Sunday 24 February 2013

Returning from a long trip to the Salinas Valley...

East of Eden

John Steinbeck

It’s not often in a realistic novel that you find the author turning up as one of the characters. But in this saga about farming in the Salinas Valley at the turn of the century John Steinbeck is tracing his own family history. The plot focuses on two families: the Trasks and the Hamiltons. The poor Hamiltons, on a patch of earth with no water and 6 (I think) children, struggle by somewhat despite the incapability of the father Samuel Hamilton to earn any money. The Trask family, one brother Adam moving out to the Salinas Valley in the course of the novel leaving his hard childhood and scary brother behind, continues with twin boys, Caleb and Aron (biblical reference obvious).

Now I read Steinbeck’s most depressing work The Grapes of Wrath a few years ago, and really enjoyed the vision and the detail, but it is such a terrible, horrible novel about humans and greed. In contrast East of Eden has it’s horrible moments, but it is much more rounded. There is young love and exploitation, the severity of the land and the beginnings of accepting multiculturalism. Some people find a problem with Steinbeck’s preaching narrator; personally, I like it when the author lays out their cards as honestly as he does – you know just whose side he is on and don’t have to guess!

The language can also be perfect:

“It was a deluge of a winter in the Salinas Valley, wet and wonderful. The rains fell gently and soaked in and did not freshet. The feed was deep in January, and in February the hills were fat with grass and the coats of the cattle looked tight and sleek. In March the soft rain continued, and each storm waited courteously until its predecessor sank beneath the ground. Then warmth flooded the valley and the earth burst into bloom – yellow and blue and gold.”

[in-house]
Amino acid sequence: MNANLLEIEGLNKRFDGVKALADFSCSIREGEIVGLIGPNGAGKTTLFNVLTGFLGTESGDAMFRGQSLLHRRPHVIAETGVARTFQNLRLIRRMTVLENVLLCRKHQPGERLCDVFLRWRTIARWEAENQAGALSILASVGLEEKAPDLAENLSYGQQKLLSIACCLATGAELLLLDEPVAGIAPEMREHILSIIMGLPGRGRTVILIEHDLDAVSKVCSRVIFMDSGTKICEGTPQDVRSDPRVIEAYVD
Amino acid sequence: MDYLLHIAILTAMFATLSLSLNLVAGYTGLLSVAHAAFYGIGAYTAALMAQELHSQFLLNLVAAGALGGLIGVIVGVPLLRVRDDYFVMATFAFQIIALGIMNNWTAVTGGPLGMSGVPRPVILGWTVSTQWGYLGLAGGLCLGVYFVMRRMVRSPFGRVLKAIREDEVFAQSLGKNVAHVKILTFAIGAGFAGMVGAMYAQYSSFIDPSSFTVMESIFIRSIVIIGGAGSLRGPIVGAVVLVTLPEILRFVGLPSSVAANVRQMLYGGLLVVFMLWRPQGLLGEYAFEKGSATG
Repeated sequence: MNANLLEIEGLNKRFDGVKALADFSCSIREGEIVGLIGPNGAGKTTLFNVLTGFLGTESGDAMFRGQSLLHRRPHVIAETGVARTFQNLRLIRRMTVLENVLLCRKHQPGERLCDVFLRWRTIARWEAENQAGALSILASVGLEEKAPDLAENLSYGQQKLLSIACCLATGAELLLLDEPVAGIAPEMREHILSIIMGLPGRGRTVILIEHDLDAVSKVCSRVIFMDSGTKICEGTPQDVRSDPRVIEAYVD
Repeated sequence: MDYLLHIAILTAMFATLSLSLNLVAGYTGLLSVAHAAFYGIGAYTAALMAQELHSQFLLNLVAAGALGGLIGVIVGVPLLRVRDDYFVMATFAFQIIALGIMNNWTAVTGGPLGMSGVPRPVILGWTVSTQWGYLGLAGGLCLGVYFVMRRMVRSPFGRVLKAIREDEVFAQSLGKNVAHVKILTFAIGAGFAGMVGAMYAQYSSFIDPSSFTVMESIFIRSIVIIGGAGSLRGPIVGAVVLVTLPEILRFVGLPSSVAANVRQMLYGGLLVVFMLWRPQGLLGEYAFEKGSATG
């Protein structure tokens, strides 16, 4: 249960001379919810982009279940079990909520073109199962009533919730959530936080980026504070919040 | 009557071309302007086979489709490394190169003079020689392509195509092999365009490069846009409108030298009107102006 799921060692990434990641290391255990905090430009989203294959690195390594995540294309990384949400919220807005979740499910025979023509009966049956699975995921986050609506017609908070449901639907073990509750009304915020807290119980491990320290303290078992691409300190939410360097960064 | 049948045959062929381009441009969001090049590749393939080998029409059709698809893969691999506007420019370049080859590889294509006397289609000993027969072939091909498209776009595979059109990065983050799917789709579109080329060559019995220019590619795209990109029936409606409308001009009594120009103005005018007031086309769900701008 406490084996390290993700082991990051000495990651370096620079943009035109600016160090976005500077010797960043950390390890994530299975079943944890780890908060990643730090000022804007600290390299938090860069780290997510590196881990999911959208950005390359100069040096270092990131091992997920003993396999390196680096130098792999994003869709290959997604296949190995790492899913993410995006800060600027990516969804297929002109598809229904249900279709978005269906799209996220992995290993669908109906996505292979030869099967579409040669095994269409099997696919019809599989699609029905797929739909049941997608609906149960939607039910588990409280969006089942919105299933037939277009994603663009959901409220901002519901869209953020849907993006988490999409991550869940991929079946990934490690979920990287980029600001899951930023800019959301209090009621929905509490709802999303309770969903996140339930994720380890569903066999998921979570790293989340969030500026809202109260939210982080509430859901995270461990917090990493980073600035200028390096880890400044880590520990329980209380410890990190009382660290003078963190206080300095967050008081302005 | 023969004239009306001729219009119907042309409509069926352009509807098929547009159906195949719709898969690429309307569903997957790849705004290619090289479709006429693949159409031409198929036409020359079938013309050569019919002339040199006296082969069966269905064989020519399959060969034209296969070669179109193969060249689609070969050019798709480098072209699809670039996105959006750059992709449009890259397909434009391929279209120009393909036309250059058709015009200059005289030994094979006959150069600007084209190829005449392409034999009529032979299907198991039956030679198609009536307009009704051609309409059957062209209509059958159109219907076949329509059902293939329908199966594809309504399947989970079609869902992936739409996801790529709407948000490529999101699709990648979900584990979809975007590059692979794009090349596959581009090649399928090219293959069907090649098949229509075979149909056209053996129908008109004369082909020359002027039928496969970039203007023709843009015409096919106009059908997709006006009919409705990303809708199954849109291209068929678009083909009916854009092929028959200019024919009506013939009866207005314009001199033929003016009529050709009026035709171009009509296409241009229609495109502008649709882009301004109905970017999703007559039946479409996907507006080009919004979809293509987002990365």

(Opening of chapter 25)

One of the reasons I wanted to review East of Eden on here was to have the chance to revel in it a bit further. It’s only when I typed out that passage that I noticed all the subtleties of Steinbeck’s syntax. It can be so easy to describe something in prose in a way that means nothing because you’ve invested too many descriptors and no feeling for how a reader will read your sentences. For me, this passage is the opposite because it doesn’t look like it tries hard, but then you find such beauties as “each storm waited courteously until its predecessor sank beneath the ground”.

Because it is a family saga, the plot spirals around somewhat and sometimes could be accused of being overtly sensational. I won’t go into too many details here, with the hope that some of you might still read it, but the focus on the brothels in the second half of the book definitely descends down that path. That’s not to say Steinbeck does a bad job at it – I wonder if he were writing today whether he would have learnt his craft as a script writer on Eastenders or telenovellas? The character of Cathy/Kate is fascinating though, and well developed during the course of the novel. She clearly holds a great deal of power over John Steinbeck:

“I believe there are monsters born in the world to human parents. Some you can see, misshapen and horrible, with huge heads or tiny bodies; some are born with no arms, no legs, some with three arms, some with tails or mouths in odd places. They are accidents and no one’s fault, as used to be thought. Once they were considered the visible punishments for concealed sins.
And just as there are physical monsters, can there not be mental or psychic monsters born? The face and body may be perfect, but if a twisted gene or a malformed egg can produce physical monsters, may not the same process produce a malformed soul?"
(Opening of chapter 8)

This prose may feel outdated, but the theme is still prevalent today. How can seemingly ordinary people act in ways completely alien to the majority of society? Is it genetic or is it learnt? What are they lacking? Steinbeck clearly comes down here on the side of genetical malformation – i.e. it is nobody’s fault. But it’s a thin line between that and the nature/nurture debate.

I hope I’ve given you a taste of what is so enjoyable about East of Eden. Admittedly it doesn’t have my favourite chapter in Steinbeck in it, the description of the tortoise on the side of the highway from The Grapes of Wrath, but the characters are its unforgettable part. I wouldn’t know which to name as my favourites; they are all so three dimensional – Sam Hamilton, Adam Trask, Tom Hamilton, Aron Trask, Caleb Trask, Charles Trask, Lee, Cathy/Kate.